It's also possible that in an alternate universe Joe and Mary Smith will have a son called John, who is not genetically the same as our John Smith, because not conceived at exactly the same time, but has a similar upbringing that enables him to play a broadly similar role.

Fantasy alternate histories, I think, have an out because you can, as HelenS says, posit a fate keeping some aspects of history on track.

#89 ::: Theophylact ::: (view all by) ::: February 14, 2011, 12:10 PM:

Yeah, but would Winston Churchill Prime be an alcoholic, cigar-puffing bulldog?

#90 ::: scyllacat ::: (view all by) ::: February 14, 2011, 12:43 PM:

Wow, I've been saying I was "easily amused" for years and doing it wrong.

A. "I'm easily amused." I'm frequently caught up in my own thoughts and easy to distract, surprise, or--yes--amuse with an incongruous thought.

B. "You're easily amused." A self-deprecating comment that wow, I didn't think my joke was that funny. And maybe you're a little like me, yay!

Sorry if that's too OT. Been enjoying your commentary on B5.

#91 ::: David Harmon ::: (view all by) ::: February 14, 2011, 12:43 PM:

Theophylact #88: would Winston Churchill Prime be an alcoholic, cigar-puffing bulldog?

Not unlikely... if the genes and the context are both close enough to identify him as "Winston Churchill" -- temperament would likely follow (including the depression) -- and choice of addictions would furthermore be encouraged by social factors.

#92 ::: Lila ::: (view all by) ::: February 14, 2011, 12:49 PM:

I sometimes have the same problem mentioned by Thena and hapax, of getting so eager to find out What Happens Next that I don't fully enjoy the story. But my strategy is to gallop on to the end, and then turn back to page 1 and read it again. Slowly. Ursula LeGuin and Lois McMaster Bujold have each come in for this treatment several times.

Glen Hauman @#63, I stopped enjoying House after the first season, in which many of the cases were based on Berton Roueche's The Medical Detectives. Being based on actual cases didn't make them easier to figure out (I read the book AFTER I'd seen the episodes), but it did make them more congruent with the little actual medical knowledge I have, and far less formulaic. (I recommend the book. Some of the cases are too wildly improbable even for House.) Also, I pretty much hate everyone on the show, so that's another minus.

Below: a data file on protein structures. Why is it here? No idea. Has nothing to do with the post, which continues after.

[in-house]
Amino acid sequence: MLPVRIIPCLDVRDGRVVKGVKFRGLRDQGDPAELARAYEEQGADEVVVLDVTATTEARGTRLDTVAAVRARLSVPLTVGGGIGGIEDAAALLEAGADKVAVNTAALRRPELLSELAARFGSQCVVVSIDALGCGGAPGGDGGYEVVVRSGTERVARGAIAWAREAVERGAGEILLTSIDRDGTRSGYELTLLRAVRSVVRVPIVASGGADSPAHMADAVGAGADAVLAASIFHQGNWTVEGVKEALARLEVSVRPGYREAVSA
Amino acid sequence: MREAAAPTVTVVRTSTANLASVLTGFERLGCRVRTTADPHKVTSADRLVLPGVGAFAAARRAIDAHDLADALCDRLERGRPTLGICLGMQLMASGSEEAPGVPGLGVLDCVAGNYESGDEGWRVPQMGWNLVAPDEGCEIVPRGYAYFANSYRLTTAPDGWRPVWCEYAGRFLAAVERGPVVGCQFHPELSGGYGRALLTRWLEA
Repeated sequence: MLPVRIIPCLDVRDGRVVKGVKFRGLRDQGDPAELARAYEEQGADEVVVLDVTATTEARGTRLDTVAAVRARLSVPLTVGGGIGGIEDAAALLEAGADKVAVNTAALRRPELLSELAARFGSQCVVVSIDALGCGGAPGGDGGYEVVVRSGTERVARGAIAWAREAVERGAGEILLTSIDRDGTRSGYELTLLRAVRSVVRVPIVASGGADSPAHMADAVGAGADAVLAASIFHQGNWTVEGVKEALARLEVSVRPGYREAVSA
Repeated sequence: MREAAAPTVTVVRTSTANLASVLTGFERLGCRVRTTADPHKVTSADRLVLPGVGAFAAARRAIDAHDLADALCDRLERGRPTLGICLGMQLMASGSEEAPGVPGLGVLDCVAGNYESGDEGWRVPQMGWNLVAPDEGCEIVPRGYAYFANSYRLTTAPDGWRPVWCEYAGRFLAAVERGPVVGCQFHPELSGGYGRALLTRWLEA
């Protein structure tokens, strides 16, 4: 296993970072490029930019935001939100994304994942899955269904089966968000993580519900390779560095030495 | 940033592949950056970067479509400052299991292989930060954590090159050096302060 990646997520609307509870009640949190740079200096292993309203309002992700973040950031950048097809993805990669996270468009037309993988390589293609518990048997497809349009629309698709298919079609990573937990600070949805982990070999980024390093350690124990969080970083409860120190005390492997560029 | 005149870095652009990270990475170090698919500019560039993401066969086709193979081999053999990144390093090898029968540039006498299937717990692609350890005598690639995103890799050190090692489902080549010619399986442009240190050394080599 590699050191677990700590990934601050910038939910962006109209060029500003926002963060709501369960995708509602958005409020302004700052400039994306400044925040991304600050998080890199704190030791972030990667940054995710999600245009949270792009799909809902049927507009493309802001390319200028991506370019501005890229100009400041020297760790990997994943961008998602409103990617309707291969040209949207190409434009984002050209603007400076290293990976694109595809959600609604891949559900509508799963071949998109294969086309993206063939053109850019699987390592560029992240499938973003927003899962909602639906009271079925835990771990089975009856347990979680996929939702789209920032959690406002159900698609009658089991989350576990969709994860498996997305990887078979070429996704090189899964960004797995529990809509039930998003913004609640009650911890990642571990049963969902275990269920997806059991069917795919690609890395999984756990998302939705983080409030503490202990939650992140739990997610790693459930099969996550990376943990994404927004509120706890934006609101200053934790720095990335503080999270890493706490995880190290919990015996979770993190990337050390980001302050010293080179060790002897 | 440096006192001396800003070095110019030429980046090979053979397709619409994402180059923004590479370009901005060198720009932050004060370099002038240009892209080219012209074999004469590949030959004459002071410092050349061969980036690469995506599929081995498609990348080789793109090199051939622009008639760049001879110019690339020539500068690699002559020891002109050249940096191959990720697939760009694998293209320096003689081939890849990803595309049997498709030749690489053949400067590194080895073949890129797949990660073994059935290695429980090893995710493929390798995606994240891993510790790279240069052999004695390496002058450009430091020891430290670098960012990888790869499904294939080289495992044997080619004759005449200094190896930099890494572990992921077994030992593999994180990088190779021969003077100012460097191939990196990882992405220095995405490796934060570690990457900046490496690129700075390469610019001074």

#93 ::: Erf ::: (view all by) ::: February 14, 2011, 12:50 PM:

I've never liked puzzle mysteries, mainly because of my poor memory; I'm supposed to remember details from chapter 3 to match them up with chapter 9. Ugh. (The one Agatha Christie novel I read, I hated -- I read it for high school English, but that's not why I hated it. It was obviously a puzzle book, to the point that I think the characters were all pretty flat and you're supposed to be engaged in the mystery itself. Then rirelobql qvrf. Then in the last chapter she explains the whole thing in detail, and we find out that gur xvyyre snxrq uvf bja qrngu, and I don't think we were given enough information to tell. Book-wall moment.)

I've always enjoyed mysteries like Columbo, or Hillerman's stuff, where a lot of times you're told whodunnit right in the teaser. The whole show is about the protagonist(s) figuring that out, proving it, and (especially with Hillerman) finding out why it happened, which is often the bigger mystery. (Often Hillerman will give the protagonist the final clue to solve the mystery, tell you he has it, but not tell you what it is, just to up the suspense for the climax. And it's effective. Especially since he only (IIRC) does this right before the climax so he doesn't string you along too much.)

I think the problem with people feeling superior about spotting the twist or ending comes from this societal obsession with "not giving away the end". Blurbs and reviews will happily tell you everything about a book or a movie but feel safe and justified if they don't tell you how it ends. A common way to say "I hated the story" is "I saw the ending coming a mile off". Maybe a lot of fiction I don't read relies heavily on the ending, but I completely agree with the Thread Consensus that it should be about how they get there, regardless of whether you see the ending.

(I've occasionally found the suspense increased when my pattern matching started suggesting where the story was going, because oh my goodness that would be terrible and awesome and she's going to die, isn't she? I don't even remember if it worked out the way I feared, but I couldn't put that book down until that was resolved.)

My favourite way of taking in a book or movie is knowing absolutely nothing about it (ideally including genre). Hard to do, but worth it when it works, because I can get dragged along the way the author intended. :)

ps. Sorry about the logorrhea. (Jim, what's the recommended treatment for that? It's chronic...)

#94 ::: Theophylact ::: (view all by) ::: February 14, 2011, 12:55 PM:

Aphasia. But it's pretty drastic...

#95 ::: Victoria ::: (view all by) ::: February 14, 2011, 12:55 PM: